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Elizabeth of Poland, Queen of Hungary

Elizabeth of Poland, Queen of Hungary

Hungarian queen
The basics
About
Occupation Queen consort Regent
Country Hungary Poland
Date of birth
Date of death Dec 29, 1380 Buda, Budapest, Central Hungary, Hungary
Family
Mother: Hedwig of Kalisz
Brother(s): Casimir III the Great
Children: Louis I of Hungary Andrew, Duke of Calabria Stephen, Duke of Slavonia
Sister(s): Kunigunde of Poland
Spouse: Charles I of Hungary
Father: Władysław I the Elbow-high
Authority VIAF id
The details
Biography

Elizabeth of Poland (Polish: Elżbieta Łokietkówna) (1305 – 29 December 1380) was Queen consort of Hungary by marriage to Charles I of Hungary, and regent of Poland from 1370 to 1376 during the absence of her son Louis I of Hungary.

Life

Early life

She was a member of the Polish royal House of Piast, the daughter of Władysław I the Elbow-high, prince of Kujavia, later King of Poland, and Jadwiga of Greater Poland, she was the sister of Casimir III of Poland, who died in 1370. Her older sister was Cunigunde of Poland, who was married to Bernard of Świdnica.

Queen consort

Elisabeth's marriage to Charles Robert of Hungary

She was married on 6 July 1320 to Charles I Robert, King of Hungary. Elizabeth was Charles' fourth wife. The marriage brought an alliance between Poland and Hungary.

Charles' two previous marriages are believed not to have left surviving issue, at least no surviving sons. Charles' first wife Maria of Bytom was believed to have been barren but it is also believed she bore two daughters: Catherine and Elizabeth. Others however believe that the two girls were daughters of Queen Elizabeth.

While at court in Hungary, Elizabeth is credited as having been the first to introduce perfume, then known as Hungary Water, to Europe and the western world.

Queen mother

Following her husband Charles Robert's death, Elizabeth wished to make a good marriage for her eldest surviving son. She had her son betrothed to Margaret of Bohemia, daughter of Charles IV, Holy Roman Emperor. They married in 1342 but the marriage didn't last because, seven years into the marriage, the fourteen-year-old Margaret died, childless. Elizabeth now needed for her son to remarry and produce an heir.

The branch of the Kuyavian Piast family was popular in Hungary, and several members lived in Louis' court. Elizabeth's influence extended far beyond any other queen consort, and years before, Stephen II, Ban of Bosnia, married Elizabeth of Kuyavia, the daughter of the Duke Kazimierz III of Gniewkowo, Queen Elizabeth's cousin. Stephen II of Bosnia had a young daughter named Elizabeth, and after learning about her, the Hungarian queen insisted immediately on bringing her to the Hungarian court for fostering. Stephen was reluctant at first, but eventually dispatched Elizabeth. Three years later, Queen Elizabeth invited Stephen to Hungary and arranged a marriage between their children.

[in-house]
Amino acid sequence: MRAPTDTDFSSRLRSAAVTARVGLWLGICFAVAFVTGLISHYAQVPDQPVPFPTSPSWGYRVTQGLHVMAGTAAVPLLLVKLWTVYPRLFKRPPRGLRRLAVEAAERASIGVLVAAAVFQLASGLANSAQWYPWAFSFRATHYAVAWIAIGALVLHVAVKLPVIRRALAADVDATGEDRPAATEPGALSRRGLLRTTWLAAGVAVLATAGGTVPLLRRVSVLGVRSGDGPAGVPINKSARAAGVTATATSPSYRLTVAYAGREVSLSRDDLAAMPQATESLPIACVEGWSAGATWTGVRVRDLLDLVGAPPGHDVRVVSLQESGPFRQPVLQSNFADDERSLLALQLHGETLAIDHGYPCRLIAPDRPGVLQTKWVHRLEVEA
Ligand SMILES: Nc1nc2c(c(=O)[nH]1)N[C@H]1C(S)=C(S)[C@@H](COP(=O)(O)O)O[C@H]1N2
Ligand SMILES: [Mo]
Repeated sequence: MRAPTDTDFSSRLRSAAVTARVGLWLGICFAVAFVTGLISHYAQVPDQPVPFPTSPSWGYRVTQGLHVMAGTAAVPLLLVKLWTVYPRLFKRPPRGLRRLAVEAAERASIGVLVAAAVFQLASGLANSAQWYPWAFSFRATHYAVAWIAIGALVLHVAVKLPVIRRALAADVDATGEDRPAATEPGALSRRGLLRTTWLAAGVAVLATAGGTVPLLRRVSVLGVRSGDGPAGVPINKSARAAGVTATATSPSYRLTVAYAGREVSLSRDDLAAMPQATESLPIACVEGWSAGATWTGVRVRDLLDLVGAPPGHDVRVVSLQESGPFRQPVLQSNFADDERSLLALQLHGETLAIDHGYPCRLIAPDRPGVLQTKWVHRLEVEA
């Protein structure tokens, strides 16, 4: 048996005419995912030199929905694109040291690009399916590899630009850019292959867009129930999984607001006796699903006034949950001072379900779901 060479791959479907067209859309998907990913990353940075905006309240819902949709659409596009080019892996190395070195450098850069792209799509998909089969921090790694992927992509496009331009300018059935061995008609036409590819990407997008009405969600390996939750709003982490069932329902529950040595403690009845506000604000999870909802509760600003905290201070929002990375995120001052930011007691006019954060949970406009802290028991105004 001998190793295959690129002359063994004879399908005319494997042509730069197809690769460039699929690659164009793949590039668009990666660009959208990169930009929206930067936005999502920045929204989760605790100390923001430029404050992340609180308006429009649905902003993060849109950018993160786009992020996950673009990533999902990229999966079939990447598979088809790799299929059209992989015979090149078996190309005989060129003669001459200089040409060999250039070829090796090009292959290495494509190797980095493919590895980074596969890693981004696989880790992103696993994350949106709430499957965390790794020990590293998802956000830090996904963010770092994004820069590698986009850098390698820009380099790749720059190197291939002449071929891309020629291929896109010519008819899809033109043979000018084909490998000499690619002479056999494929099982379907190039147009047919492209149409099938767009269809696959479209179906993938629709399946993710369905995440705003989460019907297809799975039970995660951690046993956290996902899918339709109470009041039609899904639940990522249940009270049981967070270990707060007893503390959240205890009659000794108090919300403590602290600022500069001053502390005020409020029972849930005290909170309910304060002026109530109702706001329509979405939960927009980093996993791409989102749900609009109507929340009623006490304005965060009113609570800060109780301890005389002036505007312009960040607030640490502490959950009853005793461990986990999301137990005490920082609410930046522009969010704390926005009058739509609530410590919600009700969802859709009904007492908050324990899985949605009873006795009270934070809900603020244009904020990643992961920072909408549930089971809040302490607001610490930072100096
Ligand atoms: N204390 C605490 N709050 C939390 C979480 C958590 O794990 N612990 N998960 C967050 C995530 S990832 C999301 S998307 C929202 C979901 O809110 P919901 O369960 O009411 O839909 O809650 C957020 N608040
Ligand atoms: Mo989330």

The queen mother was heir to her brother Casimir's throne after the death of their sister, Cunigunde. Her claim passed to Louis after the death of his two elder brothers. Casimir had married four times but none of his wives had given him surviving sons. He chose to leave Louis the crown of Poland thus Hungary and Poland being united under one monarch.

Elizabeth's second surviving son, Andrew, married Joan I of Naples. Andrew wished to be made king of Naples and rule jointly with his wife, but Joan refused. Pope Clement VI approved Joan's request to be crowned alone. Fearing for his life, Andrew wrote to his mother that he would soon flee the kingdom. She intervened and made a state visit; before she returned to Hungary, she bribed the Pope to reverse himself and permit Andrew's coronation. She also gave her son a ring, which was supposed to protect him from death by blade or poison, and returned with a false sense of security to Hungary. The ring didn't protect him; Andrew was soon assassinated by strangulation.

Regent

Louis was absent from Poland between 1370-1375. Elizabeth was made regent to conveniently eliminate her from his court. The Poles hated paying taxes and loved to quarrel among themselves and with the court, especially with the domineering Elizabeth. Her regency turned out to be a failure, her own Polish background notwithstanding. In 1376, the Poles killed 160 of her Hungarian bodyguards and Elizabeth escaped to Hungary lest she, too, be killed by her compatriots. Louis reconed with the rebels, and strengthened his power, at his mother's expense.

Death

After her regency and her return to Hungary, Elizabeth spent her final years in a monastery outside of Buda, where she wrote her will. It specifies her desire to rest in the monastery of Order of Saint Clare in Old Buda. Elizabeth also left money and possessions to her family: she left Louis several golden vessels, daughter-in-law, Elizabeth of Bosnia - Buda Castle, granddaughter, Mary - a gold wreath, granddaughter, Hedwig - wreath of lilies, and her niece, Hedwig - a ring. She also left money to some churches.

Issue

Ancestors

Elisabeth's ancestors over three generations

Konrad I of Masovia
Casimir I of Kuyavia
Agafia of Rus
Władysław I the Elbow-high
Casimir I of Opole
Euphrosyne of Opole
Viola of Bulgaria
Elizabeth of Poland
Władysław Odonic
Boleslaus the Pious
Jadwiga
Jadwiga of Greater Poland
Béla IV of Hungary
Blessed Jolenta
Maria Laskarina

In popular culture

Film

Queen Elizabeth is one of the supporting characters in Polish historical drama TV series "Korona królów" (The Crown of the Kings"). She is played by Katarzyna Czapla.

The contents of this page are sourced from a Wikipedia article. The contents are available under the CC BY-SA 4.0 license.
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